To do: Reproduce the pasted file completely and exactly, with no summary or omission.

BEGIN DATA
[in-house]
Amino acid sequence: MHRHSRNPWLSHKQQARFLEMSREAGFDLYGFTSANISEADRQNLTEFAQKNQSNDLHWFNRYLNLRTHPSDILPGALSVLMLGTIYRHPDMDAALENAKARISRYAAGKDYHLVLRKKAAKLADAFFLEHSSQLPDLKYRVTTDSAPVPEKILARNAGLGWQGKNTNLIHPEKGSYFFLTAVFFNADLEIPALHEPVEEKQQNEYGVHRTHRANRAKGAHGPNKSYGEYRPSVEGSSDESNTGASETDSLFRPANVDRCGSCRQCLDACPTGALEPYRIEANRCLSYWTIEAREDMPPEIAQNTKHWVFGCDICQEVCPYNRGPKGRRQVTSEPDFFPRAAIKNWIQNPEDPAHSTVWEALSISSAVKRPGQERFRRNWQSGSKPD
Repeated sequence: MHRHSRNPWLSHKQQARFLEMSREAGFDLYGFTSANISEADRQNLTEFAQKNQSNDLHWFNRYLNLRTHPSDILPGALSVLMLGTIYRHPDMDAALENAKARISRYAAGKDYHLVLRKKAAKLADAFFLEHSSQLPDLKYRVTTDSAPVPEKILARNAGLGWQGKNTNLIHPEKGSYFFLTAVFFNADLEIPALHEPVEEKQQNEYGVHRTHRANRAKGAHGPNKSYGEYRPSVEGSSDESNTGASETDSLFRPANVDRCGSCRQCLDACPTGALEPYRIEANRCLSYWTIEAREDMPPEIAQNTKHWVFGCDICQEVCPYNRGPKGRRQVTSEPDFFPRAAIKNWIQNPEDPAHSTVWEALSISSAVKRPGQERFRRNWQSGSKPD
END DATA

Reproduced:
[in-house]
Amino acid sequence: MHRHSRNPWLSHKQQARFLEMSREAGFDLYGFTSANISEADRQNLTEFAQKNQSNDLHWFNRYLNLRTHPSDILPGALSVLMLGTIYRHPDMDAALENAKARISRYAAGKDYHLVLRKKAAKLADAFFLEHSSQLPDLKYRVTTDSAPVPEKILARNAGLGWQGKNTNLIHPEKGSYFFLTAVFFNADLEIPALHEPVEEKQQNEYGVHRTHRANRAKGAHGPNKSYGEYRPSVEGSSDESNTGASETDSLFRPANVDRCGSCRQCLDACPTGALEPYRIEANRCLSYWTIEAREDMPPEIAQNTKHWVFGCDICQEVCPYNRGPKGRRQVTSEPDFFPRAAIKNWIQNPEDPAHSTVWEALSISSAVKRPGQERFRRNWQSGSKPD
Repeated sequence: MHRHSRNPWLSHKQQARFLEMSREAGFDLYGFTSANISEADRQNLTEFAQKNQSNDLHWFNRYLNLRTHPSDILPGALSVLMLGTIYRHPDMDAALENAKARISRYAAGKDYHLVLRKKAAKLADAFFLEHSSQLPDLKYRVTTDSAPVPEKILARNAGLGWQGKNTNLIHPEKGSYFFLTAVFFNADLEIPALHEPVEEKQQNEYGVHRTHRANRAKGAHGPNKSYGEYRPSVEGSSDESNTGASETDSLFRPANVDRCGSCRQCLDACPTGALEPYRIEANRCLSYWTIEAREDMPPEIAQNTKHWVFGCDICQEVCPYNRGPKGRRQVTSEPDFFPRAAIKNWIQNPEDPAHSTVWEALSISSAVKRPGQERFRRNWQSGSKPD